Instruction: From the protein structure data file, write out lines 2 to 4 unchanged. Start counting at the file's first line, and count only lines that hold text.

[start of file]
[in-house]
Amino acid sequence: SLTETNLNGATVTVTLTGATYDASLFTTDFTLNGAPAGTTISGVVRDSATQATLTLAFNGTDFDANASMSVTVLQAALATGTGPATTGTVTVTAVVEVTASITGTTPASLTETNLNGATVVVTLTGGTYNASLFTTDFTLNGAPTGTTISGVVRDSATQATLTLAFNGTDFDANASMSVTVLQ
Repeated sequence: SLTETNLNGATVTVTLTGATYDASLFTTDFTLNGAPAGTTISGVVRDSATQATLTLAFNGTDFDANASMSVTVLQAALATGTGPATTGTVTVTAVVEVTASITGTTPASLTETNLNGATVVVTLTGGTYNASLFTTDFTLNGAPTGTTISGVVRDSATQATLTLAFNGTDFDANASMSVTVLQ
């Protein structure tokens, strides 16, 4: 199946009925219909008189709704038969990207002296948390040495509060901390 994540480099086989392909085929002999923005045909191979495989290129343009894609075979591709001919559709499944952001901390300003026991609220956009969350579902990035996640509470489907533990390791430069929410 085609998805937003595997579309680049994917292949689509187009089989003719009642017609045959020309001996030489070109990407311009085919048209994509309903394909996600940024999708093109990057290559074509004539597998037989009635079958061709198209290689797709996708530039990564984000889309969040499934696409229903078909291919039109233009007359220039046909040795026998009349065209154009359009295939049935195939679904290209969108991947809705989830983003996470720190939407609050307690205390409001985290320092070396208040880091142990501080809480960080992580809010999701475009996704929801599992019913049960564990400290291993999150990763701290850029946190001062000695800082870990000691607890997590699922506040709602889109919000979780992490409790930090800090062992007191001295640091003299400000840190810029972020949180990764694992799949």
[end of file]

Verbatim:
Amino acid sequence: SLTETNLNGATVTVTLTGATYDASLFTTDFTLNGAPAGTTISGVVRDSATQATLTLAFNGTDFDANASMSVTVLQAALATGTGPATTGTVTVTAVVEVTASITGTTPASLTETNLNGATVVVTLTGGTYNASLFTTDFTLNGAPTGTTISGVVRDSATQATLTLAFNGTDFDANASMSVTVLQ
Repeated sequence: SLTETNLNGATVTVTLTGATYDASLFTTDFTLNGAPAGTTISGVVRDSATQATLTLAFNGTDFDANASMSVTVLQAALATGTGPATTGTVTVTAVVEVTASITGTTPASLTETNLNGATVVVTLTGGTYNASLFTTDFTLNGAPTGTTISGVVRDSATQATLTLAFNGTDFDANASMSVTVLQ
């Protein structure tokens, strides 16, 4: 199946009925219909008189709704038969990207002296948390040495509060901390 994540480099086989392909085929002999923005045909191979495989290129343009894609075979591709001919559709499944952001901390300003026991609220956009969350579902990035996640509470489907533990390791430069929410 085609998805937003595997579309680049994917292949689509187009089989003719009642017609045959020309001996030489070109990407311009085919048209994509309903394909996600940024999708093109990057290559074509004539597998037989009635079958061709198209290689797709996708530039990564984000889309969040499934696409229903078909291919039109233009007359220039046909040795026998009349065209154009359009295939049935195939679904290209969108991947809705989830983003996470720190939407609050307690205390409001985290320092070396208040880091142990501080809480960080992580809010999701475009996704929801599992019913049960564990400290291993999150990763701290850029946190001062000695800082870990000691607890997590699922506040709602889109919000979780992490409790930090800090062992007191001295640091003299400000840190810029972020949180990764694992799949």